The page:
Posted in Biofuels / Waste to Energy
The generation and disposal of organic waste without adequate treatment result in significant environmental pollution. Besides health concerns for the people in the vicinity of disposal sites, degradation of waste leads to uncontrolled release of greenhouse gases (GHGs) into the atmosphere. Conventional means, like aeration, is energy intensive, expensive and also generates a significant quantity of biological sludge. In this context, anaerobic digestion offers potential energy savings and is a more stable process for medium and high strength organic effluents. Waste-to-Energy (WTE) plants, based on anaerobic digestion of biomass, are highly efficient in harnessing the untapped renewable energy potential of organic waste by converting the biodegradable fraction of the waste into high calorific gases. Apart from treating the wastewater, the methane produced from the biogas facilities can be recovered, with relative ease, for electricity generation and industrial/domestic heating.
An Attractive Option for Renewable Power
Anaerobic digestion plants not only decrease GHGs emission but also reduce dependence on fossil fuels for energy requirements. The anaerobic process has several advantages over other methods of waste treatment. Most significantly, it is able to accommodate relatively high rates of organic loading. With increasing use of anaerobic technology for treating various process streams, it is expected that industries would become more economically competitive because of their more judicious use of natural resources. Therefore, anaerobic digestion technology is almost certainly assured of increased usage in the future.
Benefits of Anaerobic Digestion
Anaerobic digestion provides a variety of benefits. These may be classified into three groups viz. environmental, economic and energy benefits:
The environmental benefits include:
1. Elimination of malodorous compounds.
2. Reduction of pathogens.
3. Deactivation of weed seeds.
4. Production of sanitized compost.
5. Decrease in GHGs emission.
6. Reduced dependence on inorganic fertilizers by capture and reuse of nutrients.
7. Promotion of carbon sequestration
8. Beneficial reuse of recycled water
9. Protection of groundwater and surface water resources.
10. Improved social acceptance.
Anaerobic digestion is advantageous in terms of energy in the following manner:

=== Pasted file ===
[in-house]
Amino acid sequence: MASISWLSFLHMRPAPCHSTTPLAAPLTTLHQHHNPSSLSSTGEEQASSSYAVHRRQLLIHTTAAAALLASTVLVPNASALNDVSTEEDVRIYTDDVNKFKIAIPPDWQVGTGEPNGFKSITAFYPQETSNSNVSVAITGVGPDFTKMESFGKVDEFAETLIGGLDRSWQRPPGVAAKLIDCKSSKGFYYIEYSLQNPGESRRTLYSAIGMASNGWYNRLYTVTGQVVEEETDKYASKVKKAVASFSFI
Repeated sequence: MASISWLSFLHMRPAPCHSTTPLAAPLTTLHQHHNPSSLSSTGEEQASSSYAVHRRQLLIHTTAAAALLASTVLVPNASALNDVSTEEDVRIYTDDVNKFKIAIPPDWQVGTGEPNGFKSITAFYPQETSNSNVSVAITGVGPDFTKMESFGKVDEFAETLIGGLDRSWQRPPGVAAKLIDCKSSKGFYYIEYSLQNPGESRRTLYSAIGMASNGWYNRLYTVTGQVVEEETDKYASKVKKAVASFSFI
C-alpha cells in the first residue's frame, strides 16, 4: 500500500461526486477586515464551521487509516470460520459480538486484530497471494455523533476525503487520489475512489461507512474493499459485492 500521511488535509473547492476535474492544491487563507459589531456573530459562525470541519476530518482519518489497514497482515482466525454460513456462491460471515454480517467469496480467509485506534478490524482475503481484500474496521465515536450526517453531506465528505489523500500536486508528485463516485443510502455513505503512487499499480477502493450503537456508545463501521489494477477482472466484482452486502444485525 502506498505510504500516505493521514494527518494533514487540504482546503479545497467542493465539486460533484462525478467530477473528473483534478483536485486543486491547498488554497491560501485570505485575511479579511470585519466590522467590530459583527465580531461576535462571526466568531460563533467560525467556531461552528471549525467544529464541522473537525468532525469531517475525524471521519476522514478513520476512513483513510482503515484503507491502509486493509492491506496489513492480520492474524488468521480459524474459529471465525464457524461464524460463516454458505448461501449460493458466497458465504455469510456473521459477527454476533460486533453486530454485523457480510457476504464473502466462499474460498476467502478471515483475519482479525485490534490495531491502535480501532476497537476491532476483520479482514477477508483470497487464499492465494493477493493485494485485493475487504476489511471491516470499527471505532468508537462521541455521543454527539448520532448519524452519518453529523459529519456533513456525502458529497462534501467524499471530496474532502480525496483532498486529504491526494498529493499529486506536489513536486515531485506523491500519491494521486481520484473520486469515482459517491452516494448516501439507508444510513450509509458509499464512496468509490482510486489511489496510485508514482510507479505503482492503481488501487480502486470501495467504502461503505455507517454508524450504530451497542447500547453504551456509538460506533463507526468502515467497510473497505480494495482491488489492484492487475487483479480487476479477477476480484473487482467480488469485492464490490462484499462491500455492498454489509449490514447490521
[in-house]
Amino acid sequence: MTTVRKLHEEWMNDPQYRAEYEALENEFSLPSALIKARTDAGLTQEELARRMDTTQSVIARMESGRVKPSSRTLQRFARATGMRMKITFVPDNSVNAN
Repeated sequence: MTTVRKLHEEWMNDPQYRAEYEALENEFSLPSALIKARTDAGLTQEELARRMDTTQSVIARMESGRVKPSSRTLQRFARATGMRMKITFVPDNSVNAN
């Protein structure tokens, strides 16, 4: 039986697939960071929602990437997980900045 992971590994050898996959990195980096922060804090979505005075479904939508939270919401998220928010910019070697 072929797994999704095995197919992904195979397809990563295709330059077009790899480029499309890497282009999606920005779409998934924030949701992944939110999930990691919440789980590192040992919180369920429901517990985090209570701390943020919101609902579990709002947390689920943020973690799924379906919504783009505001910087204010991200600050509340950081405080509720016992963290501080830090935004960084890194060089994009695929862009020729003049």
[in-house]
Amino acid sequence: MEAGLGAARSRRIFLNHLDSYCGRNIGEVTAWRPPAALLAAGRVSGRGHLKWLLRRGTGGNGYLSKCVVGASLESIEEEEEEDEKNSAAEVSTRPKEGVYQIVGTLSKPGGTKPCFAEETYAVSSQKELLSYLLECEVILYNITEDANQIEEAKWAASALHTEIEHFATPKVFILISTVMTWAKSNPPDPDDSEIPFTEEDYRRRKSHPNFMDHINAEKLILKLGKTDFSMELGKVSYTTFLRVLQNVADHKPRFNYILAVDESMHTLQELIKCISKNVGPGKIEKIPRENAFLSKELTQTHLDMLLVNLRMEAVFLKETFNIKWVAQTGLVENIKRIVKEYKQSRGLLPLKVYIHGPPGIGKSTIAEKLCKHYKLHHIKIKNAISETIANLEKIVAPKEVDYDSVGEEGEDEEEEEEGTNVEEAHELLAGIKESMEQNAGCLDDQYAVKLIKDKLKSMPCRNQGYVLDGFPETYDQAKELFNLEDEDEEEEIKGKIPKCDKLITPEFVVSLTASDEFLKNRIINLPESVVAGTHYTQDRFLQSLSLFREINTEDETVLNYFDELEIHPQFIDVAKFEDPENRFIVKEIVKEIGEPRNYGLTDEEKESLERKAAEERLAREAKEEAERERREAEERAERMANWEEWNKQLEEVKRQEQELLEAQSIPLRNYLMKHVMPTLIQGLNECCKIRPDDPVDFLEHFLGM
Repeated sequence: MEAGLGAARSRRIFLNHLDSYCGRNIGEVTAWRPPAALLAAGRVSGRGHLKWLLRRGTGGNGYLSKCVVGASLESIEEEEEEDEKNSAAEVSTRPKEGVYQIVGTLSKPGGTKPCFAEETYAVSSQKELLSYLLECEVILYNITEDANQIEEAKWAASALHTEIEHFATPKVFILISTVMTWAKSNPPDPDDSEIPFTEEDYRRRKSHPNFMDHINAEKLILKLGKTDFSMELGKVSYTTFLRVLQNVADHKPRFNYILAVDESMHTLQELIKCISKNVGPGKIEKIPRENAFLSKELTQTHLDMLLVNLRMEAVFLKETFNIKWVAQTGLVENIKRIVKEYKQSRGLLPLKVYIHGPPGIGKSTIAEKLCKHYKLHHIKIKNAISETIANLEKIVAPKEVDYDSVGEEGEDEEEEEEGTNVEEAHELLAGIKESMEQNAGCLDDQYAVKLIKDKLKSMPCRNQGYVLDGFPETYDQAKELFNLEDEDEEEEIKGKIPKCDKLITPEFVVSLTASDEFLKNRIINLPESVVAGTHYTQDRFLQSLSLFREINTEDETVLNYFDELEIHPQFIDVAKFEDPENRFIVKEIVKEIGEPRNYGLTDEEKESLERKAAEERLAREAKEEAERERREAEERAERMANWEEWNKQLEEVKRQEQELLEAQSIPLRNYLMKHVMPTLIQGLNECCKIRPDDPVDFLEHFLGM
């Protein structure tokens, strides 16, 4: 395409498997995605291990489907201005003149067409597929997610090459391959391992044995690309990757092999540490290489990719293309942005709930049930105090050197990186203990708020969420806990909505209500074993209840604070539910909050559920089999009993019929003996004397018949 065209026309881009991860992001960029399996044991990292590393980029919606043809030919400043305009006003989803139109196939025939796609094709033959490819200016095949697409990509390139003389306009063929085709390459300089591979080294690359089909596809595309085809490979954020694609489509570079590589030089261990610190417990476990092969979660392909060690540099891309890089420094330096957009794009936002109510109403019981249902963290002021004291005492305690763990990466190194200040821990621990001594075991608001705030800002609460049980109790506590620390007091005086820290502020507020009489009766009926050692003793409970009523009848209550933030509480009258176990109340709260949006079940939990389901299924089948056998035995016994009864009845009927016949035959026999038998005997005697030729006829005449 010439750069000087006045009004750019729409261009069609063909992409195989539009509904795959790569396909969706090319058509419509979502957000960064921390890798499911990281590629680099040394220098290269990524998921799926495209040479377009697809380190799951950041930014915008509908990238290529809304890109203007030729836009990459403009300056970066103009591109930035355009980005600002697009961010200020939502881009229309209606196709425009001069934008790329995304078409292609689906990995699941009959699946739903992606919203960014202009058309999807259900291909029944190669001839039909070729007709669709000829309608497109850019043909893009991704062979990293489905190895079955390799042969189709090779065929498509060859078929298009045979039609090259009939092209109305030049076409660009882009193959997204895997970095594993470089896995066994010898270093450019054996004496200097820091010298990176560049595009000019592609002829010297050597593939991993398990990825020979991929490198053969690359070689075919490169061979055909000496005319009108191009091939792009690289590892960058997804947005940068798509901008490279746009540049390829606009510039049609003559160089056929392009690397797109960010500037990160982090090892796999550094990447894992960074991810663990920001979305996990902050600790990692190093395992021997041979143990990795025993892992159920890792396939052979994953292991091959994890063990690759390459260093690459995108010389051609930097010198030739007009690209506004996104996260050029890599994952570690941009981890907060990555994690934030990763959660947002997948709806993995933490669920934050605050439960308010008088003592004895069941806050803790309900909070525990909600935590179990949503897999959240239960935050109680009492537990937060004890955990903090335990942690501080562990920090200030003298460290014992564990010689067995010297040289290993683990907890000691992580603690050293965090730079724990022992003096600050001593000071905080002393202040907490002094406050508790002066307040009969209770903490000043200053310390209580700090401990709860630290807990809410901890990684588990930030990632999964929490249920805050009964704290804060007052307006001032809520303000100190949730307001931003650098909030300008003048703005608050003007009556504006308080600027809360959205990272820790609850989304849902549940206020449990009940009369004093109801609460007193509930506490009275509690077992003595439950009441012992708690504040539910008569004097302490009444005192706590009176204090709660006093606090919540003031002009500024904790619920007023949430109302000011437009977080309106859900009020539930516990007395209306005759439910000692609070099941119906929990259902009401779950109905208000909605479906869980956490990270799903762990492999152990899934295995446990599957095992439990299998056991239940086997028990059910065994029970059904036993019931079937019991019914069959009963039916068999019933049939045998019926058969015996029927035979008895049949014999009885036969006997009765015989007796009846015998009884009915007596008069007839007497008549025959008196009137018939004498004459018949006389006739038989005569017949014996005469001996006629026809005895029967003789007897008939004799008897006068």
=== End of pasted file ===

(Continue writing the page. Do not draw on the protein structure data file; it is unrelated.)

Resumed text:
1. Anaerobic digestion is a net energy-producing process.
2. A biogas facility generates high-quality renewable fuel.
3. Surplus energy as electricity and heat is produced during anaerobic digestion of biomass.
4. Anaerobic digestion reduces reliance on energy imports.
5. Such a facility contributes to decentralized, distributed power systems.
6. Biogas is a rich source of electricity, heat, and transportation fuel.
The economic benefits associated with a biomass-to-biogas facility are:
1. Anaerobic digestion transforms waste liabilities into new profit centers.
2. The time devoted to moving, handling and processing manure is minimized.
3. Anaerobic digestion adds value to negative value feedstock.
4. Income can be obtained from the processing of waste (tipping fees), sale of organic fertilizer, carbon credits and sale of power.
5. Power tax credits may be obtained from each kWh of power produced.
6. A biomass-to-biogas facility reduces water consumption.
7. It reduces dependence on energy imports.
8. Anaerobic digestion plants increases self-sufficiency.
Feedstock for Anaerobic Digestion Plants
A wide range of feedstock is available for anaerobic digesters. In addition to MSW, large quantity of waste, in both solid and liquid forms, is generated by the industrial sector like breweries, sugar mills, distilleries, food-processing industries, tanneries, and paper and pulp industries. Out of the total pollution contributed by industrial sub-sectors, nearly 40% of the total organic pollution is contributed by the food products industry alone. Food products and agro-based industries together contribute 65% to 70% of the total industrial wastewater in terms of organic load. Poultry waste has the highest per tonne energy potential of electricity per tonne but livestock have the greatest potential for energy generation in the agricultural sector.
Most small-scale units such as tanneries, textile bleaching and dying, dairy, slaughterhouses cannot afford effluent treatment plants of their own because of economies of scale in pollution abatement. Recycling/recovery/re-use of products from the wastes of such small-scale units by adopting suitable technology could be a viable proposition. Generation of energy using anaerobic digestion process has proved to be economically attractive in many such cases. The urban municipal waste (both solid and liquid) – industrial waste coming from dairies, distilleries, pressmud, tanneries, pulp and paper, and food processing industries, etc., agro-waste and biomass in different forms – if treated properly, has a tremendous potential for energy generation. Fig 1 lists the possible feedstock for waste-to-energy plants based on anaerobic digestion of biomass.